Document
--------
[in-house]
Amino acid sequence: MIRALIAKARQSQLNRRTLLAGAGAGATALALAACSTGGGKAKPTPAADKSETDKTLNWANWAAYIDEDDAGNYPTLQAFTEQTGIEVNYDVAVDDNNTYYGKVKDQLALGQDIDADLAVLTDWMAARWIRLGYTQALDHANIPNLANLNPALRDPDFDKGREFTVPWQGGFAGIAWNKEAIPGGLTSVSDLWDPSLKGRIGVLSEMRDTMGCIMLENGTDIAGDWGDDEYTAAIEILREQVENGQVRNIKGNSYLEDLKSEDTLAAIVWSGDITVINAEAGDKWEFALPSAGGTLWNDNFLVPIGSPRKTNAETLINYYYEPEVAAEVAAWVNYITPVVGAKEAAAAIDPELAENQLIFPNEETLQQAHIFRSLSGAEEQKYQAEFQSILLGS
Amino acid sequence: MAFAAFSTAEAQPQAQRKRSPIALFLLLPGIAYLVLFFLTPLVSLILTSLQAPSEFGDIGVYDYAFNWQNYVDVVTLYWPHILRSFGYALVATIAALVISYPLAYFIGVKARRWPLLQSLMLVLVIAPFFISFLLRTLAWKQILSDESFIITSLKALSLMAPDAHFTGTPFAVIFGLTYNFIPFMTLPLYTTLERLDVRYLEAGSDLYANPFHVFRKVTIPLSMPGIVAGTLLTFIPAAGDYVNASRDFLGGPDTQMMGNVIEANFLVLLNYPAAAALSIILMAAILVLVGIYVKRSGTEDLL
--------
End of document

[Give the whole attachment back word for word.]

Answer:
[in-house]
Amino acid sequence: MIRALIAKARQSQLNRRTLLAGAGAGATALALAACSTGGGKAKPTPAADKSETDKTLNWANWAAYIDEDDAGNYPTLQAFTEQTGIEVNYDVAVDDNNTYYGKVKDQLALGQDIDADLAVLTDWMAARWIRLGYTQALDHANIPNLANLNPALRDPDFDKGREFTVPWQGGFAGIAWNKEAIPGGLTSVSDLWDPSLKGRIGVLSEMRDTMGCIMLENGTDIAGDWGDDEYTAAIEILREQVENGQVRNIKGNSYLEDLKSEDTLAAIVWSGDITVINAEAGDKWEFALPSAGGTLWNDNFLVPIGSPRKTNAETLINYYYEPEVAAEVAAWVNYITPVVGAKEAAAAIDPELAENQLIFPNEETLQQAHIFRSLSGAEEQKYQAEFQSILLGS
Amino acid sequence: MAFAAFSTAEAQPQAQRKRSPIALFLLLPGIAYLVLFFLTPLVSLILTSLQAPSEFGDIGVYDYAFNWQNYVDVVTLYWPHILRSFGYALVATIAALVISYPLAYFIGVKARRWPLLQSLMLVLVIAPFFISFLLRTLAWKQILSDESFIITSLKALSLMAPDAHFTGTPFAVIFGLTYNFIPFMTLPLYTTLERLDVRYLEAGSDLYANPFHVFRKVTIPLSMPGIVAGTLLTFIPAAGDYVNASRDFLGGPDTQMMGNVIEANFLVLLNYPAAAALSIILMAAILVLVGIYVKRSGTEDLL